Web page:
7. It's not a big deal, I suppose I just prefer the ambiguity to arise through other mechanics than this weird floaty maths thing.

  8. I started with Holmes for a few months before switching over to AD&D. For many years I continued to include Dexterity in monster stat blocks, and eventually forgot why I had it in there since I never used it! It wasn't until the last year or so I realized why and dropped. I have a few other Holmesisms floating about in my games to this day...

  9. I'm pretty sure we tended to use a collective DEX score back in the day too. I honestly didn't remember that the two range is considered a tie. Also pretty sure we didn't use that particular rule.

    Nice interpretation of these rules btw.

  10. Fimbar the Puny should always have a shot at opening the door Hurgolf the Mighty didn't open. Just like a stuck jar lid you struggle with only to have your wife open it on her first try. Hurgolf just "loosened" it for Fimbar :)

    Also, while I appreciate the idea of streamlining attribute contests they way you suggest, Jeff, I hate the idea of having someone always win a contest. You get no David & Goliath that way. And if its one of the PCs who is outclassed to the point of autofailure, well, my players at least wouldn't stand for such a thing :)

  11. I like your unit solution. I have always used the old school monsters attack bonus/HD number to solve the Holmes Dec conundrum.
    If a monster had 1 HD that would be +1 to 10 or 11 Dex and so forth capped to 5(I think) just like monster attack bonuses.
    Perhaps not too exacting but easy to reference and sort of models the monsters relative bad assery.

  12. Can I suggest what I think is a really simple workable initiative system? At the start of combat have the players make a Dex check. Everyone who succeeds attacks before the monsters. Everyone who loses attacks after. Within those two groups attacks occur in descending Dex order. If it is necessary to determine individual order for monsters use descending order of current hit points.

  13. Anonymous12:25 PM

    I remember someone suggesting that a monster's Dex could simply be equal to it's movement score (faster monsters are more dexterous). I kind of liked that.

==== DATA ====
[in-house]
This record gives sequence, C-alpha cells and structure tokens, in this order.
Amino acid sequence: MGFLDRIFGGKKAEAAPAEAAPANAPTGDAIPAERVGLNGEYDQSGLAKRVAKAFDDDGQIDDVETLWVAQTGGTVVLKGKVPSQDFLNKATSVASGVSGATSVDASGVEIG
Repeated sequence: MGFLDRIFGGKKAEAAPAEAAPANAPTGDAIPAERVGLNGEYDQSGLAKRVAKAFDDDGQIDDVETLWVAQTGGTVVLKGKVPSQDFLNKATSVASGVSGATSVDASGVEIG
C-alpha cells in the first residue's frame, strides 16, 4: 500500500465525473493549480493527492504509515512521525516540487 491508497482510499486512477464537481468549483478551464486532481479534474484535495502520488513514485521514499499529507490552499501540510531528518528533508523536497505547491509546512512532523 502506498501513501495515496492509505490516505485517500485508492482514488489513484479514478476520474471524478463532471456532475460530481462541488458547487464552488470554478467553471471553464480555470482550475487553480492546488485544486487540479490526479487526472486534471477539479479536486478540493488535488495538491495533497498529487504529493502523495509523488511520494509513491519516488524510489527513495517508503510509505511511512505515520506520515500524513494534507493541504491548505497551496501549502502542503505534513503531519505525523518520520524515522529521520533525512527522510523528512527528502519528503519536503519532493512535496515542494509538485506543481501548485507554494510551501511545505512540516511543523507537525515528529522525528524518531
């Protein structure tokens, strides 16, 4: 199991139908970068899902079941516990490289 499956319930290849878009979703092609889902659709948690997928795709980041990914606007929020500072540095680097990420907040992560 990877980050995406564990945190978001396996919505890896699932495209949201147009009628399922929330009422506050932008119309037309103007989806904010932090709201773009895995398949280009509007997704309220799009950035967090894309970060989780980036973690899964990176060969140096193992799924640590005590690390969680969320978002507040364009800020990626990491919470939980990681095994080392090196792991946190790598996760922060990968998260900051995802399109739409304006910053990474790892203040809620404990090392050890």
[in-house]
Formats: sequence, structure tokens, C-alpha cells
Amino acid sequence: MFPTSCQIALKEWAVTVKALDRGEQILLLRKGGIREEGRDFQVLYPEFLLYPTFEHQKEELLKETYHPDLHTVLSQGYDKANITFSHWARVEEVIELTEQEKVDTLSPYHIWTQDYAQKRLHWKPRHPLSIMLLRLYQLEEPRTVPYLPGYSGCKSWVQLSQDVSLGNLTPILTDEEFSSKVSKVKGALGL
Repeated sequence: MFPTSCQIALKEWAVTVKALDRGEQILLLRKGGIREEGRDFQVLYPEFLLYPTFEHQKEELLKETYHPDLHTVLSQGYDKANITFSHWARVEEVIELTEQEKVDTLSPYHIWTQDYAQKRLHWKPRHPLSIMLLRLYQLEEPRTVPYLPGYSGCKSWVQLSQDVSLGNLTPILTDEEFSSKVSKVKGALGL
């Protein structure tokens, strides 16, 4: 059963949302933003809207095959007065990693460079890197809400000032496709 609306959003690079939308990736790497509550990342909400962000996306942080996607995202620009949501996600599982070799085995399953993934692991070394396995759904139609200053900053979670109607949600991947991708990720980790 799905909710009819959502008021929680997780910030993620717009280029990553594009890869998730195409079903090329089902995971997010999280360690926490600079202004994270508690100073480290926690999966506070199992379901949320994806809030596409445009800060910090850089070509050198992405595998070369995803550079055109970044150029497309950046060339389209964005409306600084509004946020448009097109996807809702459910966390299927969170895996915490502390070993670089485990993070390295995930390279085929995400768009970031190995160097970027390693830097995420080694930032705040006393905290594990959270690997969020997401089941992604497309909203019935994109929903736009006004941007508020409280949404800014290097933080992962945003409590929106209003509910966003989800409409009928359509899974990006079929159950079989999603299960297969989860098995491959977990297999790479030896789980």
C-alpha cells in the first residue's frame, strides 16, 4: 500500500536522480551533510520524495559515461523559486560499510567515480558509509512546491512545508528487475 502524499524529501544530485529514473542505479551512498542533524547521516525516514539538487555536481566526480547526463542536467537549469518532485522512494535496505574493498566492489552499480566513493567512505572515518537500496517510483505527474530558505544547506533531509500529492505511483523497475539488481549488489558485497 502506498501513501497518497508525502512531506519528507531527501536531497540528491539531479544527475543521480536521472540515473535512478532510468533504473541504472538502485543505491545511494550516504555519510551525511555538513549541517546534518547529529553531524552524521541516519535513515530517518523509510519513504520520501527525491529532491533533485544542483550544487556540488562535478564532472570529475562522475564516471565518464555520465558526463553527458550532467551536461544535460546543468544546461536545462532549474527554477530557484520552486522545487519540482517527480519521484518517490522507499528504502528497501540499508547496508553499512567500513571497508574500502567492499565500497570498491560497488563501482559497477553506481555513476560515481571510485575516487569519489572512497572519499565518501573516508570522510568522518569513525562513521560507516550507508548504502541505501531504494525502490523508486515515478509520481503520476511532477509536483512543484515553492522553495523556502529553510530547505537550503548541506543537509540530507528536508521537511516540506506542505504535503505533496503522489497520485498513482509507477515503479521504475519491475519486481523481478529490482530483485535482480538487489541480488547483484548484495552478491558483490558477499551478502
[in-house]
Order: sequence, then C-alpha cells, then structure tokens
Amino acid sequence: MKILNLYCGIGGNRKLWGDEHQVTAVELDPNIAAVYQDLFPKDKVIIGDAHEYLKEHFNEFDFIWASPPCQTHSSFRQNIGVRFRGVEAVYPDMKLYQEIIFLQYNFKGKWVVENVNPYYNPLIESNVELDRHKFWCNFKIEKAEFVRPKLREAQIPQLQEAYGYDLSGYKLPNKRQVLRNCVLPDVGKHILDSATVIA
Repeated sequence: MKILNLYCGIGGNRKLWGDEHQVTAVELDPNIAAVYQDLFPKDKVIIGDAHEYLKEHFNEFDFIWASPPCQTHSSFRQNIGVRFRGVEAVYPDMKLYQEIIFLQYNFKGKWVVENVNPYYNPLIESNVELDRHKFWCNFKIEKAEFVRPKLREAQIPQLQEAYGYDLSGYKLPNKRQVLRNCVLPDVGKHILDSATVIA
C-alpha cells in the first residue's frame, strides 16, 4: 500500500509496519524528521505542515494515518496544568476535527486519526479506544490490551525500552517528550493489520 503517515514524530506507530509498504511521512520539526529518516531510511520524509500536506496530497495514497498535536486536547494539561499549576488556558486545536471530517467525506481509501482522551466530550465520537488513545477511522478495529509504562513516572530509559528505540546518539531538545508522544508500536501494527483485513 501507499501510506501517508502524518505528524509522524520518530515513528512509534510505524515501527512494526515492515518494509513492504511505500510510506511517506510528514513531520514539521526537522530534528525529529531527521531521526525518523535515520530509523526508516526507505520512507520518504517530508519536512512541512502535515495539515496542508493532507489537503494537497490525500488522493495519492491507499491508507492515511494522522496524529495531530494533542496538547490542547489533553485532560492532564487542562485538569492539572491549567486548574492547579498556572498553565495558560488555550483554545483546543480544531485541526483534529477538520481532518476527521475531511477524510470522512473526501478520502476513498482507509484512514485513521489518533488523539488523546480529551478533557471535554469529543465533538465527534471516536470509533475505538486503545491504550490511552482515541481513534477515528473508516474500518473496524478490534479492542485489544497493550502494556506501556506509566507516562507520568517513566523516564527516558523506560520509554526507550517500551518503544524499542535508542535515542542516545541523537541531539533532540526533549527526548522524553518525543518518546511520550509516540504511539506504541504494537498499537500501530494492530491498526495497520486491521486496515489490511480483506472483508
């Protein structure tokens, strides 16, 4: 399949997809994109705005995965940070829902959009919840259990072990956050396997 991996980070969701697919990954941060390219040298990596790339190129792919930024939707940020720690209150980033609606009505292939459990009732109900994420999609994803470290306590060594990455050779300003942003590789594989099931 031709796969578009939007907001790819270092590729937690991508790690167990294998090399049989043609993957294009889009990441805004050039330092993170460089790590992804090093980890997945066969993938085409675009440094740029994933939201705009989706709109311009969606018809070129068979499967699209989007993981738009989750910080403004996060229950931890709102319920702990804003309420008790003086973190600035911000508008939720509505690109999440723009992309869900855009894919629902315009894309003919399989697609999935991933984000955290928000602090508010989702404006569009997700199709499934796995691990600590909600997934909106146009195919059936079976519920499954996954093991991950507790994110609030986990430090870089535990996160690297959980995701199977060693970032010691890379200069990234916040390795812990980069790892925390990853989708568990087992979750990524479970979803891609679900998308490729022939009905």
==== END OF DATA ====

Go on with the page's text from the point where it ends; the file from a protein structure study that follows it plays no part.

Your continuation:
14. I find that the players tend to work together better with group inish than with individual inish. Is that just my group or have others seen that too?

    Jared’s idea is interesting. Something like that could be an in-between system. PCs who make the Dex check act as a group, the monsters act, and then the PCs who failed the check act as a group. I’m going to have to think about that some more.

    On feats of strength, I tend to set a threshold for them rather than calling for a check. e.g. This door requires 15 points of Strength to force open. If multiple PCs are able to work together at it, then they sum up their Strength scores. (So, the threshold might be greater than 18, in which case coöperation becomes necessary.)

  15. Or you could set a minimum ability score for a door, in this case say the door needs a min 12 ability score, then make the strength check.

    For example, if the guy with the 14 Str opens it, he used his strength. Or as above, if the 14 Str guy failed, he just couldn't muscle it open, but the guy with the 7 Str *and* a 14 Wis, KNEW that he could open it, and did. It was all in his self confidence.

    The other ability scores would be Dex- sees how to finesse it open, Con- is able to apply the proper pressure long enough to open the door, Int- knows how to best apply his strength, Cha- Talks themselves into being able to open the door.

    You could even allow retries a number of times equal to the # of ability scores over the min required.